March 31, 2015 — Read some of the week's best commentaries from bloggers at RH Reality Check, Care2 and more.
ABORTION-RIGHTS MOVEMENT: "How Women Took Their Reproductive Rights Into Their Own Hands," Leila Hessini, RH Reality Check: In recognition of women's history month this March, "it's time we honor the contributions of the international 'sheroes' who have been leaders on spreading information about the use of pills to safely terminate a pregnancy," writes Hessini, board chair of Ipas' Global Fund for Women and director of community mobilization and women's organizing for Ipas. She explains that misoprostol, "a pill available over-the-counter in many countries" to treat stomach ulcers, is also "a safe, low-cost, and easy-to-use method to terminate early pregnancies." Further, "[b]ecause misoprostol's effects mirror that of spontaneous miscarriage, it isn't easily detectable," which "is an advantage for people in nations where attempting to self-induce an abortion or using misoprostol in this way is against existing laws," she adds. Word about misoprostol has spread around the globe through informal networks and women's grassroots advocacy, Hessini writes, adding, "These women, our sheroes, are among the drivers of some of the most innovative approaches to the biggest issues of our time" (Hessini, RH Reality Check, 3/27).
ABORTION RESTRICTIONS: "Repro Wrap: Abortion Reversals are Apparently a Thing and Other News," Robin Marty, Care2: Marty rounds up reproductive rights news from around the country, including the passage of an Arizona bill (SB 1318) with a provision that would mandate that health care providers tell women it is possible to "reverse a medication abortion." Physicians' objections that the claim is "asinine" and not medically supported "are unlikely to stop additional legislatures from taking up the cause," according to Marty. Among other news, Marty notes that a "Wisconsin judge has permanently blocked the state's admitting privileges" law (Act 37), while Ohio's latest proposed "ban [HB 69] on abortions when a heartbeat can be detected" passed the state House but "may once more die in the [state] Senate" (Marty, Care2, 3/27).
What others are saying about abortion restrictions: ~ "Pro-Choice Advocates on Radical Kansas Abortion Law: 'We've Never Seen This Language Before,'" Teddy Wilson, RH Reality Check.
~ "Montana House Moves To Preemptively Ban Telemedical Abortion, But There is Good News," Maggie Moran, National Partnership for Women & Families blog.
~ "Cancer Survivors Who Relied On Planned Parenthood's Treatment Tell Texas Not To Defund It," Tara Culp-Ressler, Center for American Progress' "ThinkProgress."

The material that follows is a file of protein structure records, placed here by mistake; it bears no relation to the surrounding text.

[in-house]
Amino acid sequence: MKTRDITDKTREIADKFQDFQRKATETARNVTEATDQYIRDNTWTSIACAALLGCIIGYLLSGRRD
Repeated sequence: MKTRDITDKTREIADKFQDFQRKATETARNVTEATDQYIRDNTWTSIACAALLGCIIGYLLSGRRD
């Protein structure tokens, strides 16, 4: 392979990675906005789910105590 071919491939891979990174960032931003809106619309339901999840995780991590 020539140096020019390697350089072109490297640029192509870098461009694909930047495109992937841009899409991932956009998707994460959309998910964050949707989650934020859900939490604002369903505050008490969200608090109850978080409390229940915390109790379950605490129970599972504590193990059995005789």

PREGNANCY DISCRIMINATION: "Pregnant Workers Need More Than Lip Service," Emily Martin, National Women's Law Center's "Womenstake": The Senate last Thursday "unanimously voted for providing pregnant workers with a right to workplace accommodations" in a budget amendment, but "the measure is nonbinding and purely symbolic -- unless the Senators who voted for it are held accountable for supporting the real thing," writes Martin, vice president and general counsel at the National Women's Law Center. Martin explains that while the amendment's unanimous Senate passage is "good news" and "a great first step," the senators need to "follow up their words with action" by supporting the Pregnant Workers Fairness Act (S 942, HR 1975), which "will be reintroduced next month." She notes that the bill, which "would clarify and strengthen pregnant workers' rights and ensure that no woman has to choose between a job and a healthy pregnancy," has "attracted strong Democratic support in past Congresses" but that a lack of support from conservative lawmakers "has meant that it cannot move forward." Martin adds that "the vote last week confirms that need not be the case" (Martin, "Womenstake," NWLC, 3/30).
CONTRACEPTION: "Millennial Christians are More Socially Progressive Than You Might Expect, Shattering Some Conservative Stereotypes," Emma Cueto, Bustle: Cueto writes about "a recent survey of US adults between the ages of 18 and 35 from the Public Religion Research Institute" that found millennials are "overwhelmingly unopposed" to contraception. Further, the survey found "majority support" for contraception "among millennials in every major Christian denomination, even among Catholic millennials," Cueto writes. In addition, she notes that the survey found millennials "are far more hesitant than previous generations to label themselves as pro-life" (Cueto, Bustle, 3/28).
ASSISTED REPRODUCTIVE TECHNOLOGY: "Making the Case for Employee-Covered Fertility Treatment," Stephanie Vozza, Fast Company's "Second Shift": According to national CDC data from 2010, "1 in 8 couples struggle with infertility, but less than 30% of employers provide coverage for treatments," Vozza writes, adding that while "15 states require employers to offer fertility coverage ... benefits vary." Vozza discusses the issue with various leaders in the human resources and fertility treatment fields, noting that Gina Bartasi, CEO and founder of the fertility-information website FertilityAuthority, "hasn't seen much change in the number of companies offering fertility benefits since her organization was founded six years ago." However, Vozza writes that "[g]etting more companies to offer coverage might have a simple solution," citing a 2006 survey by Resolve that found that the companies "that offer coverage reported that the number one reason it had been added was because an employee asked for it." Further, according to Bartasi, employers who decide to offer such coverage can use it as "a recruiting and retention tool," Vozza writes (Vozza, "Second Shift," Fast Company, 3/30).